Laurels & lances: Moving on, monuments and memorials |

Laurels & lances: Moving on, monuments and memorials

A memorial display honors PennDOT workers fatally injured as officials announce a statewide Automated Work Zone Speed Enforcement pilot program on Oct. 30 in Harrisburg.

Laurel: To change when it needs to happen. The Westmoreland County Sheriff’s Department has had a rocky couple of years as it faced problems from the top-down. Sheriff Jonathan Held’s public corruption charges continue to hang in limbo after a December 2018 mistrial and subsequent appeals over a retrial. Other key officers faced criminal charges. There were multiple lawsuits that cost the county over $500,000 in settlements.

Voters said it was too much when they went to the ballot box Tuesday, picking retired district judge James Albert to put the department on a better path.

Held maintains his innocence of criminal charges and that may be true, but the office and the people of Westmoreland County need to be free of conflict.

Laurel: To honoring those who served. The veterans memorial in front of Stewart Elementary along Leechburg Road is being repaired after the crumbling monument fell over. It isn’t a big project, but it is a heartfelt one, to remember the service of area residents who fought in World War II.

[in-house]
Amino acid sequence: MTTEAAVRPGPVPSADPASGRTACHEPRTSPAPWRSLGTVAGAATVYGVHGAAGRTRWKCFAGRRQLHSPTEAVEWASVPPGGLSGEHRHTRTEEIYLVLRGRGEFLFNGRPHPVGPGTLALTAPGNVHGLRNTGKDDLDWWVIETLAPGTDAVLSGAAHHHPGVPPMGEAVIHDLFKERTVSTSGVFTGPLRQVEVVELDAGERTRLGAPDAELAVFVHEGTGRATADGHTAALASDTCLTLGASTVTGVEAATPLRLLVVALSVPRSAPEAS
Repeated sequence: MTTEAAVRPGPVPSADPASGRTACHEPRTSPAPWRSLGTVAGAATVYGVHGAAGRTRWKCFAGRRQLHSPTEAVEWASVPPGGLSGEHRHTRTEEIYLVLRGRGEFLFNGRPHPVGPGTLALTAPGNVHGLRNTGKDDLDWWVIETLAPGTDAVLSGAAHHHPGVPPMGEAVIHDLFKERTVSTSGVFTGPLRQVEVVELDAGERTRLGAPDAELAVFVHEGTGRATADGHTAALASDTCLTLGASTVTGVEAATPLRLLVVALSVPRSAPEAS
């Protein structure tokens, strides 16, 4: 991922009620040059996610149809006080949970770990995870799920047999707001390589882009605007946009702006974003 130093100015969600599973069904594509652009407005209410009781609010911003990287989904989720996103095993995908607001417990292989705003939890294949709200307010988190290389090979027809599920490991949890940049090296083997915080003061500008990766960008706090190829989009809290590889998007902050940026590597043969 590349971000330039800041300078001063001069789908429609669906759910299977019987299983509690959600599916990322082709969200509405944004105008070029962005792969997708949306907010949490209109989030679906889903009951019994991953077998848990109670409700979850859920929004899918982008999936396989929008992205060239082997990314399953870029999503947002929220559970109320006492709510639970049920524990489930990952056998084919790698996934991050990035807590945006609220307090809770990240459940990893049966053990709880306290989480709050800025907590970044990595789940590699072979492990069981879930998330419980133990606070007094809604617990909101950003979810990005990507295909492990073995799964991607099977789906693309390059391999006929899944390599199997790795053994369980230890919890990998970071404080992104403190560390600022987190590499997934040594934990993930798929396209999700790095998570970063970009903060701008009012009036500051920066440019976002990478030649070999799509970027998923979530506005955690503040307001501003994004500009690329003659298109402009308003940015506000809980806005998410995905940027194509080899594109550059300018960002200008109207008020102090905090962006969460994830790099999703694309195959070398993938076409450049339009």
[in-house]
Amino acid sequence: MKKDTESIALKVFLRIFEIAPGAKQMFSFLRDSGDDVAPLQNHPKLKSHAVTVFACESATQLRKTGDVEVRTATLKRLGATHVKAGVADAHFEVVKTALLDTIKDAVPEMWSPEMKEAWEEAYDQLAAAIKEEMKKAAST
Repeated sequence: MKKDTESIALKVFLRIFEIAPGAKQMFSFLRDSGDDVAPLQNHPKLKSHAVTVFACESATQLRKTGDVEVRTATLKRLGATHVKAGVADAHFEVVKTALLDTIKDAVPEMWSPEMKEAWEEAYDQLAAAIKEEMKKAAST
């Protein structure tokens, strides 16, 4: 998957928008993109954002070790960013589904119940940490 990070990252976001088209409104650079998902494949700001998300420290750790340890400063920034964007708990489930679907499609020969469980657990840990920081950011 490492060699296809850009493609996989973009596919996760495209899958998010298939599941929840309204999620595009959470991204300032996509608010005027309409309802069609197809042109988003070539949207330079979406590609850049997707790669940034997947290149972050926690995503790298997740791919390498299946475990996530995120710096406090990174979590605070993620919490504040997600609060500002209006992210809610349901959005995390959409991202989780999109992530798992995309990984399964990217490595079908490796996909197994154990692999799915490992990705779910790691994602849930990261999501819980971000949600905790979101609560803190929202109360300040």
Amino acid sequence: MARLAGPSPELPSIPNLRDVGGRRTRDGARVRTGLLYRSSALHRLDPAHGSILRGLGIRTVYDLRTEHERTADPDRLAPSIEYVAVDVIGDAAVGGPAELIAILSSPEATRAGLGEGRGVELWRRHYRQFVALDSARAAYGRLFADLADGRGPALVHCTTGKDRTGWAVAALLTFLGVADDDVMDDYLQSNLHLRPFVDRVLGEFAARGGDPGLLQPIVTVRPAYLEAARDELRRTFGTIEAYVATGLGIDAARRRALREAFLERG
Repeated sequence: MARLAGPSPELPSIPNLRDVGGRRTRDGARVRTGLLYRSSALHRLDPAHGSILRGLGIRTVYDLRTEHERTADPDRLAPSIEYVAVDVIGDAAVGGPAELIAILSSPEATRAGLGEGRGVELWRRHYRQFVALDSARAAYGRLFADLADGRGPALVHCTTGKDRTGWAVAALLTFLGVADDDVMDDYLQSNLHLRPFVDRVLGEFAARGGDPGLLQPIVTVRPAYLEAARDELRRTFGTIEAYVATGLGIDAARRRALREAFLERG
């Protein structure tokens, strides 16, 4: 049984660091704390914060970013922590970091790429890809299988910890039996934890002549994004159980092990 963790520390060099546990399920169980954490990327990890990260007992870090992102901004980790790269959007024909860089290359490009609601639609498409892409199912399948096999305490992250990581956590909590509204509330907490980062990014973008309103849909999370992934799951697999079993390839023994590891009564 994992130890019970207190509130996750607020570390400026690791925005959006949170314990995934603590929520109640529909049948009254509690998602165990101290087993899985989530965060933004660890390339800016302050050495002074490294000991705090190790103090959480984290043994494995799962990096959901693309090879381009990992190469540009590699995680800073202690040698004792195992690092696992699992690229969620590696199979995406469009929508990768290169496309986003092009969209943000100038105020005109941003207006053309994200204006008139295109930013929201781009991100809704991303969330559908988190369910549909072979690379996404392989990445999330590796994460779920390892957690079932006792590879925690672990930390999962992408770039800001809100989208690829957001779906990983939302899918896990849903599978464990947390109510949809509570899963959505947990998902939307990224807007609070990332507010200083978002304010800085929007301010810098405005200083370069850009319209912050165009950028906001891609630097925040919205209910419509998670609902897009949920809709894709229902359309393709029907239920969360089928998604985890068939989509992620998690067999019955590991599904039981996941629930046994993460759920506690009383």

What is important is that the $8,000 being spent on repairs has been pooled by those who think the memorial and its honorees are worth remembering: the Lower Burrell VFW, the Lower Burrell American Legion and the City of Lower Burrell itself, as well as state Rep. Bob Brooks, R-Murrysville.

As those who fought in that war are passing on, it is even more important to make sure the memory of their contributions isn’t reduced to rubble like a deteriorating monument.

On the watch list: To one more way to catch rule-breakers. Pennsylvania is deploying cameras in roadway work zones to catch and issue tickets for those speeding where they shouldn’t.

On the one hand, we have to protect the people who are making our roads safe to travel. There were 1,800 crashes in work zones last year and 23 deaths. Pennsylvania should do what it can to minimize those tragic outcomes.

On the other, more cameras? Really? We have red light cameras and turnpike cameras and now work-zone cameras. Is an impersonal machine the best way to monitor people? Only time — and tickets — will tell.

Categories: Opinion | Editorials
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